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Porsche 959: King of the 1980s

A spectacle of the 1980s, the Porsche 959 was manufactured by Porsche from 1986 to 1988. Originally, the 959 was designed to be a Group B rally car. Thereafter, the Porsche 959 became a legal street car that met the requirements of FIA homologation regulations. Porsche produced only 337 Porsche 959 from 1986 to 1988. From 1992 to 1993, the 959 was also produced but only 8 units were built in total.

2.8-Liter Twin-Turbocharged Flat-6 Engine

From the engine, to the exterior, to the interior, the Porsche 959 contains multiple perks. The 959 sports a 2.8-liter twin-turbocharged flat-6 engine. The 2849 cc motor is coupled with a 6-speed manual transmission. The 959 motor produces 450 horsepower at 6500 rpm and 370 lb.-ft. of torque at 5500 rpm. With that power, the 959 can hit 60 mph in only 3.6 seconds (includes Komfort and Sport).

Komfort vs. Sport Models

The Porsche 959 had two separate models: the Komfort and the Sport. The 959 Komfort hit 100 mph in 8.8 seconds while the 959 Sport reaches it in only 8.2 seconds. The Sports version is limited to 29 units and has 515 horsepower. The top speed of the Komfort model is 198 mph while the Sport can reach 211 mph. The 959 Sport can complete a quarter mile in only 11.9 seconds at 119.5 mph.

King of the 1980s

Overall, the Porsche 959 can be considered the king of the 1980s. There were many fine sports cars in the 80s but this one is one of the most popularly known. From its 2.8-liter flat-6 to its 450 horsepower, the 959 was a true sports car. Today, the 959 Komfort can be seen for sale for over $1,000,000! This value holds with cars having over 10k miles. The Porsche 959 is a true car collector’s gem.

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  • German Car Brand Pronunciation

    For years, people have been debating how to properly pronounce German car brands such as Audi, BMW, and Mercedes-Benz. For many of us, it was simply based on local letter sounds leading to a few varieties of how to say them properly. Now, a German YouTuber called Speed Comparer shared a video correcting the people of the world. The video not only discloses how to properly say German car brand names, it it overall quite hilarious. In this article, we will go over how to properly pronounce German car brands according to Speed Comparer.


    For Audi, many people pronounce this wrong due to language sound basics. For instance, letters are pronounced different in English than German. The correct way to say Audi is “Ou-Dee”. The “Ou” sounds similar to saying “Ow” as if you were expressing a sudden pain. Saying “Aww-Dee” or “Auh-Dee” are incorrect according to the German language. Most people pronounce the first two letters of Audi incorrectly leading to the problem. Please note, it is harder to convey how a brand should sound via writing so I am doing my best to sound it out according to the video.


    In the case of BMW, most people outside of Germany say literally “BMW”. In Germany, the “W” sounds different which leads to the real name sounding like “BMV”. “BMW” stands for “Bayerische Motoren Werke” which translates to “Bavarian Motor Works”. As expected, “Bayerische Motoren Werke” sounds more like “Buy-Er-Shurr Motoren Verker”. Again, hopefully you are able to sound it correctly from the text but please refer to the video just in case.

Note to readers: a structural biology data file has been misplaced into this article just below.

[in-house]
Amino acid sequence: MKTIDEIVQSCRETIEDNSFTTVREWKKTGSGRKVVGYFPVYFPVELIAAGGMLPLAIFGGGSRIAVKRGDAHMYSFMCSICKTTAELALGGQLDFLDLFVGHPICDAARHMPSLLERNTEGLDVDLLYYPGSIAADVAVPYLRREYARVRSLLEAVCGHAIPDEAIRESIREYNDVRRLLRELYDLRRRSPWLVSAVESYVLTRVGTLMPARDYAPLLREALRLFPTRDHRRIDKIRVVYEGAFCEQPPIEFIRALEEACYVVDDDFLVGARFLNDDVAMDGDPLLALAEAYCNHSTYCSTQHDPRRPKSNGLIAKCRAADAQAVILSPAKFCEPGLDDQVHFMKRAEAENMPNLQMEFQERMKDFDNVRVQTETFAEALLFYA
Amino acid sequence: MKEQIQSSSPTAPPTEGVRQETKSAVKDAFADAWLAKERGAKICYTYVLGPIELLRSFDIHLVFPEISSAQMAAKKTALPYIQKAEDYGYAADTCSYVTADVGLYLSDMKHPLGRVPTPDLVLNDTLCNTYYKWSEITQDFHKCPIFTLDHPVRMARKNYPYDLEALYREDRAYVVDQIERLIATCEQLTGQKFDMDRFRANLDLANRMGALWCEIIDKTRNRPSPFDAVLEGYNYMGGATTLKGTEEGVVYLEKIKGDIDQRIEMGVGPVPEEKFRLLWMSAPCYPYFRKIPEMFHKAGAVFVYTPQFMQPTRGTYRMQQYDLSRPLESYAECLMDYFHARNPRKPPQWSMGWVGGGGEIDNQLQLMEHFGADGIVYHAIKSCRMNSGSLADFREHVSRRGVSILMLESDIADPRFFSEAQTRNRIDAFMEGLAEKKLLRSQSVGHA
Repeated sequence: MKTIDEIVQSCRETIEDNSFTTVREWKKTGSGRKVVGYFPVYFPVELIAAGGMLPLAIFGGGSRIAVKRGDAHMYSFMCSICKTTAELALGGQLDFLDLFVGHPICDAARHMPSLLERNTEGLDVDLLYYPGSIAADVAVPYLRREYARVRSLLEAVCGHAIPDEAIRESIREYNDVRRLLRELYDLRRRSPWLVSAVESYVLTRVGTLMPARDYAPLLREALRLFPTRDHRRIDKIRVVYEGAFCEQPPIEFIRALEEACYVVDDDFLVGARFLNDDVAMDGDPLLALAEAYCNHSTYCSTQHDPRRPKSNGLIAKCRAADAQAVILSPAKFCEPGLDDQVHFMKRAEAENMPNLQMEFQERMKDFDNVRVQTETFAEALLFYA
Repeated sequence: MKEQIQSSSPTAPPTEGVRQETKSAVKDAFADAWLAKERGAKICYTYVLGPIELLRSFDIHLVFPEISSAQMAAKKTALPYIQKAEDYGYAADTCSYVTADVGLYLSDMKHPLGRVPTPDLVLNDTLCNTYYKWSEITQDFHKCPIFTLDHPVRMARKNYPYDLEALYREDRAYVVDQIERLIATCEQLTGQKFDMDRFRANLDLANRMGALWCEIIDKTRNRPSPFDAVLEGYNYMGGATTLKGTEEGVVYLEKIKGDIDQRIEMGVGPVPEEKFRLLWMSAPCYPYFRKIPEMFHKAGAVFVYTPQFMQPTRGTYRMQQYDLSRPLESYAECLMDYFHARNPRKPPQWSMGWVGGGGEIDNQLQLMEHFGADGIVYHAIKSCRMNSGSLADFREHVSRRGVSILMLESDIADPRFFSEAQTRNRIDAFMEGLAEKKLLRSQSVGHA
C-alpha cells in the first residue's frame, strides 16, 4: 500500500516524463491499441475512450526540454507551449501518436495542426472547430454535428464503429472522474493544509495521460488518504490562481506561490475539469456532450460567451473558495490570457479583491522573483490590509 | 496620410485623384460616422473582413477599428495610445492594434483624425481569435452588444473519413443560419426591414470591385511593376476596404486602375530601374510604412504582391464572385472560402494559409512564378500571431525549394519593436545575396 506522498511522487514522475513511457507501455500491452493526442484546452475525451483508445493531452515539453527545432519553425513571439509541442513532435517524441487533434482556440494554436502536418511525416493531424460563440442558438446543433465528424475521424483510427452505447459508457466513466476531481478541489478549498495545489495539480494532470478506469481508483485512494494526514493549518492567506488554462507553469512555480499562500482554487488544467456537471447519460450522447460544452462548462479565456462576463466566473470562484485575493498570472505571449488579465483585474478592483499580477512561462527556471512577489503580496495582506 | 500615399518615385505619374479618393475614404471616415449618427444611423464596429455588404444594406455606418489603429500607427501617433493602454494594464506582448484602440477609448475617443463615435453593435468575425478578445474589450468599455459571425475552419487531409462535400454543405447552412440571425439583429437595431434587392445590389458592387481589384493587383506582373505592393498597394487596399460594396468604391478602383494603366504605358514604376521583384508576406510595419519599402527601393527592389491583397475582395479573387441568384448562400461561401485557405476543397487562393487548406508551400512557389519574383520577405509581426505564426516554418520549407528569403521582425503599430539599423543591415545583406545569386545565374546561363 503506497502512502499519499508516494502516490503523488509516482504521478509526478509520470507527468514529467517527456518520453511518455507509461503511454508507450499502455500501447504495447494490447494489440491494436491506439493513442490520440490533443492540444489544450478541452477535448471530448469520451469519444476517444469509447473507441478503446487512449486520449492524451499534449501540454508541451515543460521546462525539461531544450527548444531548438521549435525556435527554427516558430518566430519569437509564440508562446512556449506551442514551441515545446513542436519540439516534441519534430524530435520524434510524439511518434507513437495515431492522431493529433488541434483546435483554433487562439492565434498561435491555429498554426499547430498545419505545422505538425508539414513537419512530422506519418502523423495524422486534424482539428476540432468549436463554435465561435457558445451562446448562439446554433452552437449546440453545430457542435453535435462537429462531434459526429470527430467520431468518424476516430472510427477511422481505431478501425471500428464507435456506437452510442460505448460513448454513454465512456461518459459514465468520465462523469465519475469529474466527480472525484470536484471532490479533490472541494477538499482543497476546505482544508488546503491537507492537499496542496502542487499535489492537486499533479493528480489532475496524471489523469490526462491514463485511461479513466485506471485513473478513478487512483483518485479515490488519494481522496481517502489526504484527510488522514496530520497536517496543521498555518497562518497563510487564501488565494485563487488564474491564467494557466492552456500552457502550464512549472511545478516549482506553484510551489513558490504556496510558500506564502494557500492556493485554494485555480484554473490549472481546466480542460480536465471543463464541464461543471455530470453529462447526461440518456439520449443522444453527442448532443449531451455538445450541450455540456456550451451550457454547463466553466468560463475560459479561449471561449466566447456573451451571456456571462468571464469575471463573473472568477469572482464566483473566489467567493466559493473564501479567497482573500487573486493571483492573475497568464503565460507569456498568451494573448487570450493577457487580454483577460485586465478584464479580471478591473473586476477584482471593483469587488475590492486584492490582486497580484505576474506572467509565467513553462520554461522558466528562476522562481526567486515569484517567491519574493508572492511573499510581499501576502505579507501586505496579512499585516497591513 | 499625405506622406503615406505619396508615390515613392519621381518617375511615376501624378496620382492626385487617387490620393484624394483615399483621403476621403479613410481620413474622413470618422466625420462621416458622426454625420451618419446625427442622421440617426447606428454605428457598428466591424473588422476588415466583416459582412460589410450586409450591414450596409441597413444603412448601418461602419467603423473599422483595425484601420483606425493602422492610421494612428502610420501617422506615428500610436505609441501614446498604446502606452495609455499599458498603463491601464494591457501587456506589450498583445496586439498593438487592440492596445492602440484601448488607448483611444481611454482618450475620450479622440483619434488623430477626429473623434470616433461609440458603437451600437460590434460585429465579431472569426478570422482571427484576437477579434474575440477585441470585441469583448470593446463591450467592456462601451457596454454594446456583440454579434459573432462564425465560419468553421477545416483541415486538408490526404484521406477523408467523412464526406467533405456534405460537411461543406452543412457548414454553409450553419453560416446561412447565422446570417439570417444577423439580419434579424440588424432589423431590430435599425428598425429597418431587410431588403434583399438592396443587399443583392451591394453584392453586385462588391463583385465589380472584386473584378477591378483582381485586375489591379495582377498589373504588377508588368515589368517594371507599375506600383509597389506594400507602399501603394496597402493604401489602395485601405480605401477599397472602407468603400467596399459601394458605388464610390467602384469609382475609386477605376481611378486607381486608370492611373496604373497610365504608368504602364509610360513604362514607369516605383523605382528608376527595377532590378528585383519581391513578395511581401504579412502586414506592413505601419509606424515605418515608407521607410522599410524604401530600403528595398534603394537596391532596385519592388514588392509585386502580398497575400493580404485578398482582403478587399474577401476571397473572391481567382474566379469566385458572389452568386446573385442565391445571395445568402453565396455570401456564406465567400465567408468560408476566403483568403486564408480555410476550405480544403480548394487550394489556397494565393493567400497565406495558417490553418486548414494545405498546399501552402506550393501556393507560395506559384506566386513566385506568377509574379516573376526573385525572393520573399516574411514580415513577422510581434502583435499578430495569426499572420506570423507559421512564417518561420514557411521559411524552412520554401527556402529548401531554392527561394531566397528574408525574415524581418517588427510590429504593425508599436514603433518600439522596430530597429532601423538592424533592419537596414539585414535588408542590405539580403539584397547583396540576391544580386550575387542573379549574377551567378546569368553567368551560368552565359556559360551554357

For Mercedes-Benz, most people say it exactly how it sounds “Mercedes-Benz” with a long sounded “Benz”. The real way to say this in German sounds like “Murrsaydees-Benz” where the “Benz” is very quickly stated. This is probably the least off-sounding pronunciation compared to the rest. Basically, stating “Mercedes-Benz” in German is much faster paced and sounds more direct to the point while in English it tends to drag on. This is also part of the reason many Americans will refer to Mercedes-Benz as simply “Benz”.


    Opel, another German manufacturer, is another example of a mispronounced name. Most people say “O-Pall” while it should be “O-Pell!”. As stated, “Every booger drives an Opel”. Opel is not sold in the United States so it is less commonly spoke of, but still incorrectly. Speed Comparer refers to the Opel as a car for 16-17 year old girl.


    One of the most popular German brands, Porsche, is stated completely wrong by most Americans. In the U.S., most people state “Poor-Shh” while it is properly stated as “Poor-Shah”. You can also think of it as saying “Porscia” where the “c” sounds like a “sh”. You may be thinking that sounds like a girls name, but it is definitely one hell of a car. Porsches are a beautiful feat of engineering and stating the name properly should be the way it is.


    Lastly, Volkswagen, or VW, is another common mispronunciation. First, “VW” is pronounced like “Fahl-Vey”. This sounds completely different than speed in English but that is how it sounds. The entire name, “Volkswagen”, sounds like “Fahlkswagen”. The Volkswagen means the “car of the people”. This name probably has the biggest gap in mispronunciation due to letters sounding differently.

    Saying German Car Names Incorrectly is a Way of Life

    Overall, saying German car names incorrectly is a way of life in the U.S. and other parts of the world. This article is simply to bring to light the correct pronunciation of car names, whether you use them or not. Honestly, most people in the U.S. and other parts of the world will probably say your stating it wrong. But, in reality, the German way is how the names are properly stated. Hopefully, you found this article entertaining as well as received help on how to properly say German car brands.


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